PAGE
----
, and Ms.
magazine. Recent achievements include being inducted into the Susan M. Daniels Disability Mentoring Hall of Fame in 2017 and, with Christa Teston and John Jones, was awarded a Humanities Without Walls grant to foster collaboration among communities in disability, medicine, and rhetorical studies. She is part of the DMAC Faculty Team
is an Associate Professor in the OSU Department of English. A linguist, she conducts research on English language variation, sociolinguistic perception, and language and media. Lauren has published articles in Language in Society; Journal of Sociolinguistics; Language, Cognition, and Neuroscience; American Speech; Journal of English Linguistics; Journal of Linguistic Anthropology
; and Discourse, Context, & Media
. Her book chapters also appear in several edited volumes. She serves on the editorial boards of Discourse, Context, & Media and the Language and Computers book series (Brill)
, and she is the Book Review Editor for Language
. She is part of the DMAC Faculty Team
is Associate Professor and Director of Business and Technical Writing in the OSU Department of English. She studies material-discursive methods for navigating uncertainty. To do this, she analyzes written, visual, statistical, and other embodied tactics for manufacturing evidence in technoscientific and biomedical domains. Christa also directs the department’s business and technical writing program while teaching undergraduate and graduate courses in rhetorics of science and medicine, rhetoric and community service, and digital media. Her monograph, Bodies in Flux: Scientific Methods for Negotiating Medical Uncertainty
, is available from University of Chicago Press. With Wendy Hesford and Barbara Biesecker, she co-edits the “New Directions in Rhetoric and Materiality” book series at The Ohio State University Press. She is part of the DMAC Faculty Team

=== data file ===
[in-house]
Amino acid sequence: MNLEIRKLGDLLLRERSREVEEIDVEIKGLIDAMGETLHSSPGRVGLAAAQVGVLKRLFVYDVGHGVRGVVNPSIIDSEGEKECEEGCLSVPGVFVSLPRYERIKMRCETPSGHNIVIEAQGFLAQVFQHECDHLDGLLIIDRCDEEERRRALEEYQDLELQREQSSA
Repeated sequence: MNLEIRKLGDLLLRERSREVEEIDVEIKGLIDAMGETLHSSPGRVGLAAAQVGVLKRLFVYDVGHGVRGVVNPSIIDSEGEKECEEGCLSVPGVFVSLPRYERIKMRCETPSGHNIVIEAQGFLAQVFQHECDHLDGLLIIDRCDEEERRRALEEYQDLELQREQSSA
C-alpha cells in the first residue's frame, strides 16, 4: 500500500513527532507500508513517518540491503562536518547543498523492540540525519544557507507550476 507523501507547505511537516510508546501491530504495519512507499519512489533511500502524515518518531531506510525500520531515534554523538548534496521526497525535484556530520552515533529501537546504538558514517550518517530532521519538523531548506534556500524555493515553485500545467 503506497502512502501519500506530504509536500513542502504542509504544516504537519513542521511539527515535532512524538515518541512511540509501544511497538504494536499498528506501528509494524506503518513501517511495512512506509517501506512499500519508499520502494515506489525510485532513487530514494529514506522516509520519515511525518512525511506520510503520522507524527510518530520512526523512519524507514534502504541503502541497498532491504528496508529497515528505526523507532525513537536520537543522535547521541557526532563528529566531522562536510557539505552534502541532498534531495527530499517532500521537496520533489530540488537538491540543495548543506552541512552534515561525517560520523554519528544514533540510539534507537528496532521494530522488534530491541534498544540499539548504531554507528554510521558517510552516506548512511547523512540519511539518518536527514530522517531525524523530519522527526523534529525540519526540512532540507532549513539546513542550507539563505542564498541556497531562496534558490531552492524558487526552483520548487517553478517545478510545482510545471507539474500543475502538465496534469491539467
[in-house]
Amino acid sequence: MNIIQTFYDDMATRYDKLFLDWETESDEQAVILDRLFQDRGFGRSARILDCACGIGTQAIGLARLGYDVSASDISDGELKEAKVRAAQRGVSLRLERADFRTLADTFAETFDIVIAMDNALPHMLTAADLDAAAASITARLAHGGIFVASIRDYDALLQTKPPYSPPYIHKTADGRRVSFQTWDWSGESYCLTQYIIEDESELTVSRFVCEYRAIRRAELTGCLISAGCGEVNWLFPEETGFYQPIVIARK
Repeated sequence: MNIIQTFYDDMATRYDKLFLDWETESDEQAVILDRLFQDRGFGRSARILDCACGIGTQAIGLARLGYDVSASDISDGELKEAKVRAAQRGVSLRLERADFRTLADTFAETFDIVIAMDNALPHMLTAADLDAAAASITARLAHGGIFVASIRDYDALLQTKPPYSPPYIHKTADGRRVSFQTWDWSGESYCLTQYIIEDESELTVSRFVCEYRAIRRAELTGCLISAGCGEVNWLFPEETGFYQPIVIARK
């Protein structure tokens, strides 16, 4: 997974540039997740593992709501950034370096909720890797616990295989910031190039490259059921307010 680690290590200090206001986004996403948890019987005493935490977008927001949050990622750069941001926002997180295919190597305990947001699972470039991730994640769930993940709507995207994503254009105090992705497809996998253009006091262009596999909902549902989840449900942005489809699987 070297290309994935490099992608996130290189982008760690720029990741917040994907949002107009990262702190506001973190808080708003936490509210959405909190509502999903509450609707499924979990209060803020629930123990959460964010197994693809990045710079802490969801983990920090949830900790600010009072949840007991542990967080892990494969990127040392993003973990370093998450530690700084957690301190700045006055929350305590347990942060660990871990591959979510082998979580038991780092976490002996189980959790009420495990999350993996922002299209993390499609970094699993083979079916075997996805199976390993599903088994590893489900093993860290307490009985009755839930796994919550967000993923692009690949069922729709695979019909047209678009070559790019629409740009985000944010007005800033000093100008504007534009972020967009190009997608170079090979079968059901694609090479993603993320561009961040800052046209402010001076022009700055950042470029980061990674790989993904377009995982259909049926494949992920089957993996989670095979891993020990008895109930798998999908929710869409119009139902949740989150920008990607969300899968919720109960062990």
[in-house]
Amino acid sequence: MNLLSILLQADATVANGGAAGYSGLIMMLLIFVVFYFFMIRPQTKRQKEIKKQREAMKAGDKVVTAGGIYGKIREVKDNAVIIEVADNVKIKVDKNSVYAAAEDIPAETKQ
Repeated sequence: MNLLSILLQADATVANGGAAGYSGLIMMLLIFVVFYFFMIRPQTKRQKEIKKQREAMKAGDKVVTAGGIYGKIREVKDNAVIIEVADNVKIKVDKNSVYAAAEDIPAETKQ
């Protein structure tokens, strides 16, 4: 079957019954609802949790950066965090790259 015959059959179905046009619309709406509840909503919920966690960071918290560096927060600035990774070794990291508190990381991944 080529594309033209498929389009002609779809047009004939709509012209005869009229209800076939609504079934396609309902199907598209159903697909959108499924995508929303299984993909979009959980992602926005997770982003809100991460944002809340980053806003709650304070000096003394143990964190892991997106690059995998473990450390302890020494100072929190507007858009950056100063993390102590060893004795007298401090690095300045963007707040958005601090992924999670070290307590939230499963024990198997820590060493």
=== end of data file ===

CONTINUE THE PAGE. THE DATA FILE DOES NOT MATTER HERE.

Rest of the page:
has been the Manager of the Digital Media Project in the Department of English at OSU since 2007. Prior to that she combined her tech skills and her English and film production degree as a web communications specialist and a User Interface specialist for several organizations. She has also served as Vice President of the board of directors of the Women’s Flat Track Derby Association for the past 2 years, and has been involved with growing the sport of roller derby for over a decade. She is the Manager
of OSU’s Digital Media Project (DMP).
Nicole M. Pizarro Colón
is a PhD student in the English Department at The Ohio State University. Her primary focus is in film and adaptation studies. Her interest in digital media and composing comes from a desire to find out ways in which film can be implemented in the ESL classroom. She is also interested in finding ways to bridge adaptation studies and composition. If you’re interested in having a conversation about the latest film adaptation or how amazing her hair is, she’d be more than happy to talk with you. Nicole serves as a Technology Consultant
at DMAC 2018 having previously attended DMAC as a participant.
is an MA/PhD student in Rhetoric, Composition and Literacy at The Ohio State University. Her areas of research are composition pedagogies, digital media and writing center studies. She is particularly interested in multimodality and how it can be used to enrich both the classroom and the writing center. This past semester she has been excited to be a part of the Digital Flagship project at OSU, trying out new ways of teaching and learning with iPads alongside her students. Brittany serves as a Technology Consultant
at DMAC 2018 having previously attended DMAC as a participant.
is a PhD candidate in the Department of English at OSU. She primarily researches mediated representations as well as contemporary media trends. Jacinta is currently working on her dissertation, which examines the narrative impact and audience reception of television reimaginings in which elements of a character’s identity are changed from the original text. Jacinta has previously presented research on topics such as the intertwining of television and social media, representations of the Black Lives Matter Movement and police brutality on television, and the reconfiguration of the Syfy network as a potential space for progressive representations. More recently, her chapter “Building and Breaking an Antihero: The Rise of Sonny Corinthos” was published in the book Hero or Villain?: Essays on Dark Protagonists of Television
, and her essay “Interactions, Emotions, and Earpers: Wynonna Earp
, the Best Fandom Ever” appears in the March 2018 issue of Transformative Works and Cultures
. Classes Jacinta has taught at OSU include First Year Writing, Introduction to Film, Digital Media Composing, and Documentary in the U.S. Experience. Jacinta serves as a Social Media Specialist
at DMAC 2018 having previously been involved with DMAC as a Technology Consultant and participant.